Stevenson v. Commissioner
T.C. Memo. 2020-137

On September 30, 2020, the Tax Court issued a Memorandum Opinion in the case of Stevenson v. Commissioner (T.C. Memo. 2020-137). The issue before the court in Stevenson v. Commissioner was whether the IRS Whistleblower Office abused its discretion in rejecting the petitioner’s claim on the ground that he did not provide information regarding any Federal tax violation.

Background to Stevenson v. Commissioner

Although there are some pro se petitioners who have surprised me with their legal acumen this year, Mr. Stevenson is not one of them. While others were playing chess, Mr. Stevenson was not even playing checkers; instead, he was rather intensely engaged in a game of charades with himself. In March 2019, the petitioner filed a Form 211 (Application for Award for Original Information). Whether he scrawled on the form with magic marker, leaving little doodles in the margins, or whether he generally made about as much sense as a screen door on a submarine is unclear. The Tax Court merely says that the text of his Form 211 was “largely incomprehensible.”

Deciphering the form, the petitioner appeared to allege that a target taxpayer, an individual, had failed to give him and ask that he fill out a Form W-9 (Request for Taxpayer Identification Number and Certification). Petitioner did not explain why this was problematic and did not allege that the target had underpaid tax or had violated any internal revenue law. Petitioner also attached to his Form 211 a one-page description of a publicly traded international bond fund. He did not allege any underpayment of tax or tax violation by the fund or its principals. Further, the Tax Court wasn’t exactly sure what the hell the connection was between the individual and the publicly traded bond fund.

Enter Mr. Martin, an IRS classifier and an unwitting pawn in the petitioner’s short-lived dalliance in the whistleblower arena. Mr. Martin ascertained that the target individual had reported his income and had no balance due. Mr. Martin recommended that the petitioner’s claim be rejected for failure to include specific and credible information to support a potential tax violation, as well as any documentation whatsoever to support the claim. To the surprise of no one, the WBO agreed with Mr. Martin’s recommendation, and in April 2019 issued a final determination letter rejecting the petitioner’s claim.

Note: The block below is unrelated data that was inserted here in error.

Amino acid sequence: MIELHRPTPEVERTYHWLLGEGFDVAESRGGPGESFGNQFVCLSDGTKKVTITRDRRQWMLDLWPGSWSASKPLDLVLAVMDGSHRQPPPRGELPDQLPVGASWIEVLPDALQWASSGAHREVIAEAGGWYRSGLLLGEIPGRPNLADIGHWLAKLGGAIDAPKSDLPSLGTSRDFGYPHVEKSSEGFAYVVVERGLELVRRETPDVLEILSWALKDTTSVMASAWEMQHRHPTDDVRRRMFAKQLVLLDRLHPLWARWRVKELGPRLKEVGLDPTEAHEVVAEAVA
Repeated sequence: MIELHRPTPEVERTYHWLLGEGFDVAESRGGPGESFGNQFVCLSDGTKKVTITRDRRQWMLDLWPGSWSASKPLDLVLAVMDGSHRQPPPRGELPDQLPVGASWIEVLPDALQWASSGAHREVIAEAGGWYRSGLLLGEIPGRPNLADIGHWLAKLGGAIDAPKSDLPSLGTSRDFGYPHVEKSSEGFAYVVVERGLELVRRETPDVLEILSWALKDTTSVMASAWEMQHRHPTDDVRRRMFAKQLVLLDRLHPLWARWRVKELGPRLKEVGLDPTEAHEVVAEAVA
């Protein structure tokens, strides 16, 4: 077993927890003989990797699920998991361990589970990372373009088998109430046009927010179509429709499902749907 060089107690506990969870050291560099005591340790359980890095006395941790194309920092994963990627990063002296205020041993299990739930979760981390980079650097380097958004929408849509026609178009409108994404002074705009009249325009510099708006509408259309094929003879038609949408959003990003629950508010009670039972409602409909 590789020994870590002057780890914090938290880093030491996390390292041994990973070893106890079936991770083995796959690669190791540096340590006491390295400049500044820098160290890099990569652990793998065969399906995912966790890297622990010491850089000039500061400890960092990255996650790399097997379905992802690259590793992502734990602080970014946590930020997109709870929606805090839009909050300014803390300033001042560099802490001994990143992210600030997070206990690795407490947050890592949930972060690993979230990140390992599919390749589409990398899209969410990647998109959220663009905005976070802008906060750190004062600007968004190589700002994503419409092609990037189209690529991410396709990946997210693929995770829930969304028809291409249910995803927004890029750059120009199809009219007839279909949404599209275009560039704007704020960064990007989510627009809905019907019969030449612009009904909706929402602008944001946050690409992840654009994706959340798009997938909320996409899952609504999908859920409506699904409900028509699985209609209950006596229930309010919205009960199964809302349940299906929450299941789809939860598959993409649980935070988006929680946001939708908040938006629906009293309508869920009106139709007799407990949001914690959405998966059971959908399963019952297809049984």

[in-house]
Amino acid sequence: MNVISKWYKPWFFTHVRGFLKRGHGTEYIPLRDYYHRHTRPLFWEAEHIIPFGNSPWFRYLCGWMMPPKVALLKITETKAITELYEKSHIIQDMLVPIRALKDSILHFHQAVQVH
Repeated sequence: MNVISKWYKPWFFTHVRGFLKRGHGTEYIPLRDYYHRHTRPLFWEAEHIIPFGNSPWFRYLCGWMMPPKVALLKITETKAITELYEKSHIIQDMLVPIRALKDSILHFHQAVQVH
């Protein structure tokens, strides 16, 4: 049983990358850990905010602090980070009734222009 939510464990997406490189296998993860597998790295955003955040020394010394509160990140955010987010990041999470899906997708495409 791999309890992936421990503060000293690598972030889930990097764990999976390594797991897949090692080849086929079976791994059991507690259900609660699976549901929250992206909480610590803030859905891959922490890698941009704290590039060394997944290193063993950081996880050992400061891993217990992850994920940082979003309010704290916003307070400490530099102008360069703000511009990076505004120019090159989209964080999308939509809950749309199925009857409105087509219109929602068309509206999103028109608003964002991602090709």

In a mysterious twist, the envelope in which the petition was delivered to the Tax Court does not bear a postmark, which begs the obvious question how in the hell did the petitioner deliver his petition to the Tax Court. My initial guess was carrier pigeon or trained burro, but the mystery adds a bit of je ne sais quoi to the otherwise bland opinion.

Timeliness not Godliness in Whistleblower Suits

Because the D.C. Circuit is the appellate venue for whistleblower cases, generally. See IRC § 7482(b)(1). The Tax Court, thus, follows its precedent. See Golsen v. Commissioner, 54 T.C. 742, 757 (1970), aff’d, 445 F.2d 985 (10th Cir. 1971). In Myers v. Commissioner, 928 F.3d 1025, 1034 (D.C. Cir. 2019), the D.C. Circuit held that IRC § 7623(b)(4) sets forth a “non-jurisdictional claim processing rule,” the violation of which does not deprive a court of authority to hear the case. The appellate court further held that the statute’s 30-day filing period “is subject to equitable tolling.” Id. at 1037.

Abuse of Discretion? Not so Much.

The Tax Court reviews the IRS’s determination as to whether a whistleblower is entitled to an award under section 7623(b)(1) by applying an abuse-of-discretion standard. Kasper v. Commissioner, 150 T.C. 8, 22 (2018). Abuse of discretion exists when a determination is arbitrary, capricious, or without sound basis in fact or law. Murphy v. Commissioner, 125 T.C. 301, 320 (2005), aff’d, 469 F.3d 27 (1st Cir. 2006). In Lacey v. Commissioner, 153 T.C. 146, 166-169 (2019), the Tax Court held that it had jurisdiction to review, for abuse of discretion, a determination by the WBO to reject a whistleblower claim for failure to meet certain basic criteria. See also, Treas. Reg. § 301.7623-1(c)(1).  The Tax Court confines its review to the administrative record in ascertaining whether the WBO abused its discretion. Kasper, 150 T.C. at 20.

IRC § 7623(a) authorizes the payment of sums necessary for “detecting underpayments of tax” or “detecting and bringing to trial and punishment persons guilty of violating the internal revenue laws or conniving at the same.” Critical to IRC § 7623(a) is that the whistleblower actually asserts a violation of the internal revenue laws. This is not generally the issue in whistleblower cases; instead, most whistleblower claims that fail on their face do so because there is no documentation or other proof that the ne’er-do-well target has violated any tax laws. Not so in Stevenson. Here, the petitioner failed to allege that the target actually violated any law, much less an internal revenue law. What was the court to do other than summarily reject the claim? Not much it turns out…

This case is a cautionary tale to all would-be whistleblowers out there. Someone may piss you off in a tangentially tax-related way, but your righteous indignation is not enough to carry the day for a whistleblower suit. Such is the lesson of Mr. Stevenson.

(T.C. Memo. 2020-137) Stevenson v. Commissioner

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